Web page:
Trespassing at Your Own Public University?

When the basic AP article about the swearing in of the new Joint Chiefs of Staff has a lede that casually tosses off  May 2005 Doonesbury Storyline: "I can practically guarantee you'll be fighting terrorism from behind a desk!"recruitment shortfalls” in the same breath as Iraq and disasters, you can be assured it’s one of the military’s biggest concerns. Ace mil-blog Intel-Dump frequently highlights the number crunch being faced by the army, and Armchair Generalist analyzed the recent lowering of the educational bar.  I sympathize with the recruiters greatly–we need a military, regardless of whatever goose-chase this or that administration might lead them on. It’s not really their fault that teenagers who don’t need a ticket out of town may question the extent to which the military is really about defending American freedom. That is, it’s not their fault until they start physically harassing a student-veteran for quietly protesting and then get him arrested on his own campus:

More than 100 George Mason University students and faculty members gathered on campus yesterday for a teach-in, six days after an undergraduate was arrested in a confrontation with military recruiters there.

Tariq Khan, 27, said he was standing near the recruiters’ table in the multipurpose Johnson Center at lunchtime last Thursday, holding fliers and wearing signs, including one on his chest that read “Recruiters Lie, Don’t Be Deceived.” One of the recruiters, plus another man who said he was a Marine, began yelling at him, he said, adding that the Marine ripped off his sign. Khan said that after a campus police officer asked for identification, which he didn’t have with him, he was arrested, taken to the Fairfax County police department and charged with trespassing and disorderly conduct.

Khan, a Pakistani American who grew up in Sterling and served four years in the U.S. Air Force, said the recruiters, and later the campus police, made disparaging comments to him about Middle Easterners.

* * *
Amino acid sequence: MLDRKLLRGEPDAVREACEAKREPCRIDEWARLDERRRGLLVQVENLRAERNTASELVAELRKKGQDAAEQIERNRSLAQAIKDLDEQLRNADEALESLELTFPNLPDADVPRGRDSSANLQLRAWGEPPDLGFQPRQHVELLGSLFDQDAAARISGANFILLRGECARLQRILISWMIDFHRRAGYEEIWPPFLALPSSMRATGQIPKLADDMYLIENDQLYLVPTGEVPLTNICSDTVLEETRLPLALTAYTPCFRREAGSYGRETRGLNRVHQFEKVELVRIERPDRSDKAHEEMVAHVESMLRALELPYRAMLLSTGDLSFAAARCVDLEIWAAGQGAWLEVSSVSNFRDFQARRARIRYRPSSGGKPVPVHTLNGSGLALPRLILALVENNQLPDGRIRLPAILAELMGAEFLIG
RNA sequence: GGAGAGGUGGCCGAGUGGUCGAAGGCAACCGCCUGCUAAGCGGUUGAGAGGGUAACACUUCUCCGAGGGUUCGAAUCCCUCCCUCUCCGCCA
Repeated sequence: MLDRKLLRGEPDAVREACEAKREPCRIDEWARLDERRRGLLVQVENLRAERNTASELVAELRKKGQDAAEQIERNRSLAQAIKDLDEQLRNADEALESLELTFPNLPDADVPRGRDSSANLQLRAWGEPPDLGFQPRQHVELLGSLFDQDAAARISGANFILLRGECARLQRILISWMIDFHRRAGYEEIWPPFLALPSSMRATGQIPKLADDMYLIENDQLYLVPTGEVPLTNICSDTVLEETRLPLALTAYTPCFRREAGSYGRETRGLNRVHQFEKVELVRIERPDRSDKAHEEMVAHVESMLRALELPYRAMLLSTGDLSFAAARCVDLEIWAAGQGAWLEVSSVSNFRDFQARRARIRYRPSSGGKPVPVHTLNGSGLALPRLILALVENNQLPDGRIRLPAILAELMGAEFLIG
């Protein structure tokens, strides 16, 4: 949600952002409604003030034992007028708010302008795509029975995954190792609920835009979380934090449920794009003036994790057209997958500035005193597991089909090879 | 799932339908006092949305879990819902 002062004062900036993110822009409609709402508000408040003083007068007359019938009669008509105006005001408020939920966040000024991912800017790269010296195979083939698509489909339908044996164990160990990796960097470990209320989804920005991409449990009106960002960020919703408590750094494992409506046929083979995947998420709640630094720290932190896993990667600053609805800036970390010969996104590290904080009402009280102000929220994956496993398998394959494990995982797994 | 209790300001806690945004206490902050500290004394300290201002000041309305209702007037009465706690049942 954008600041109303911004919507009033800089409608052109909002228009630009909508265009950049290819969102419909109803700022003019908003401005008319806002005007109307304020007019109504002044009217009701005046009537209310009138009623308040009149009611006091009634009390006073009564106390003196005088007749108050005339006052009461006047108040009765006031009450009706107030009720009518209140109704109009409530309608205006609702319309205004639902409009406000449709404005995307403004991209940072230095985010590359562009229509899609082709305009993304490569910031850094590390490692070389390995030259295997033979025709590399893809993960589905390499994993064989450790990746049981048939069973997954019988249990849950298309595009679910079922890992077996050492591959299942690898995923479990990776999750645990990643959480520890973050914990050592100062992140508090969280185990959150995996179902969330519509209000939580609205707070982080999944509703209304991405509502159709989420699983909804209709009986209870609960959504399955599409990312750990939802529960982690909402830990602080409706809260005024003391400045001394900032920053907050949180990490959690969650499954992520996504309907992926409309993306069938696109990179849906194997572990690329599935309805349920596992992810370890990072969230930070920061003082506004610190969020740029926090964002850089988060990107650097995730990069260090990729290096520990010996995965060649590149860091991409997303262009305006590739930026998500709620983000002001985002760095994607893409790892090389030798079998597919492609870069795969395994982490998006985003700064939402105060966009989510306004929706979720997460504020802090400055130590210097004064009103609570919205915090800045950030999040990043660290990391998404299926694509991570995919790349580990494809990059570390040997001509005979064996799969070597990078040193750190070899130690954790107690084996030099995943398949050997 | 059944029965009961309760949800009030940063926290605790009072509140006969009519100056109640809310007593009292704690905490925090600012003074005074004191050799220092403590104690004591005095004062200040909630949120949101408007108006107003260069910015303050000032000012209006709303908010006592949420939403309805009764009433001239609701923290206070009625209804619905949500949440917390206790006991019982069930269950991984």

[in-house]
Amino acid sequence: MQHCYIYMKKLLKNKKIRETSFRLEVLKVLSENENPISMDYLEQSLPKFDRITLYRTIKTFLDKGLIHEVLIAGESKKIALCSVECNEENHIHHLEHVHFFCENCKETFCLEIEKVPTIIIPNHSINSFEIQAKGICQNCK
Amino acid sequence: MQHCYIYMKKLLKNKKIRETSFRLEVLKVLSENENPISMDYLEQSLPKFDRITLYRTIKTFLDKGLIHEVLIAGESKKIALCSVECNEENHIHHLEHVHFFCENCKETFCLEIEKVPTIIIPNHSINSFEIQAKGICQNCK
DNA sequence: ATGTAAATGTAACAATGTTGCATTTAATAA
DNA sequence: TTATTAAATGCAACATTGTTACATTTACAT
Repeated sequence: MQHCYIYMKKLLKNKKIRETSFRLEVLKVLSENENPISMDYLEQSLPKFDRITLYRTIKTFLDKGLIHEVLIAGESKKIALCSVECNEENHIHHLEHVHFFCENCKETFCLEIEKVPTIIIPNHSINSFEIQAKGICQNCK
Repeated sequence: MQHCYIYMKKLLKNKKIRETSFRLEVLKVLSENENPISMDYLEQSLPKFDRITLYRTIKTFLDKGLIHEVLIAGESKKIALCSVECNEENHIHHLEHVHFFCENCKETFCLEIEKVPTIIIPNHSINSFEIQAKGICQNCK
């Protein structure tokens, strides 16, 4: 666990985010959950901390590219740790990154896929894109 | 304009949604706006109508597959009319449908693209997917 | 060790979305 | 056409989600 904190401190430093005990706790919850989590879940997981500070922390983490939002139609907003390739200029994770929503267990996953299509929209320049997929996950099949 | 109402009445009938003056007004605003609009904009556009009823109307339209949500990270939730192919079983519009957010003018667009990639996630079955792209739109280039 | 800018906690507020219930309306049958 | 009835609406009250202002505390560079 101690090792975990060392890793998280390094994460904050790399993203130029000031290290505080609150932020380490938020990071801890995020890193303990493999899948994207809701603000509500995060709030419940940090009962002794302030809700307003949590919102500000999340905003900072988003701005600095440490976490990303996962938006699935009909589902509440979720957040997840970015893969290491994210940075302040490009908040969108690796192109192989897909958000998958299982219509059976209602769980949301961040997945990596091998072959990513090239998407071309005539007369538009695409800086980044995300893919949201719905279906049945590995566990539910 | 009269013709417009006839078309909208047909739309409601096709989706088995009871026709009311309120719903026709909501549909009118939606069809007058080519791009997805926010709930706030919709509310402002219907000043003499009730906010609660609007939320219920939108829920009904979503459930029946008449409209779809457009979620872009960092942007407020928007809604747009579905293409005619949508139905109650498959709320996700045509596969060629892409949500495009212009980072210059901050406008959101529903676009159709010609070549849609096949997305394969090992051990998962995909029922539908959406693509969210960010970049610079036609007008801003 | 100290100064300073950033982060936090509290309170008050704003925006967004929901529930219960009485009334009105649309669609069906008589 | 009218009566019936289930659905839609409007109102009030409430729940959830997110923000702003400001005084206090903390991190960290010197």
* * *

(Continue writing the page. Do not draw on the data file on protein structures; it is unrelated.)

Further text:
Daniel Walsch, a university spokesman, said that Khan “was considered to be distributing literature,” which requires a permit, and that he was asked to leave the building.(Link)

The ACLU of Virginia wryly notes that the arrest occurred “at a public university named after the person who may be most responsible for the Bill of Rights.” Whether or not recruiters lie, George Mason U. is being patently untrue to its namesake’s ideals if it fails to urge the Fairfax D.A. to drop charges against Mr. Khan. (Link.)

The ACLU is defending Khan, who has a court date of Nov 14. (Link). Last week he gave a speech at the rally:

First of all I want to say that what happened to me last Thursday is not an isolated incident. . At at least three different colleges in the last week alone – the University of Wisconsin at Madison, Holyoke Community College in Massachusetts, and here at George Mason University – students engaged in non-violent counter-recruitment were met with police repression. . .And here at GMU I was harassed and assaulted by police and right-wing vigilante wannabe’s simply for standing in the JC with an 8×11 sign taped to my chest that said “Recruiters lie. Don’t be deceived.” Then I was charged with trespassing and disorderly conduct. While the police and vigilantes were brutalizing me, other right-wing students were cheering them on and shouting “Kick his ass!” . .Officer Reynolds, the goon who arrested me told me that he had to handcuff me because of 9/11. He said, “I didn’t know who you were, and what with 9/11 and all, there’s no telling what you’d do.” So because he didn’t know me, he had to assume that I’m a terrorist. Another officer at the GMU police station shouted at me, “You people are the most violent people in the world! You’re passive aggressive!” What does that mean? Who are “you people”?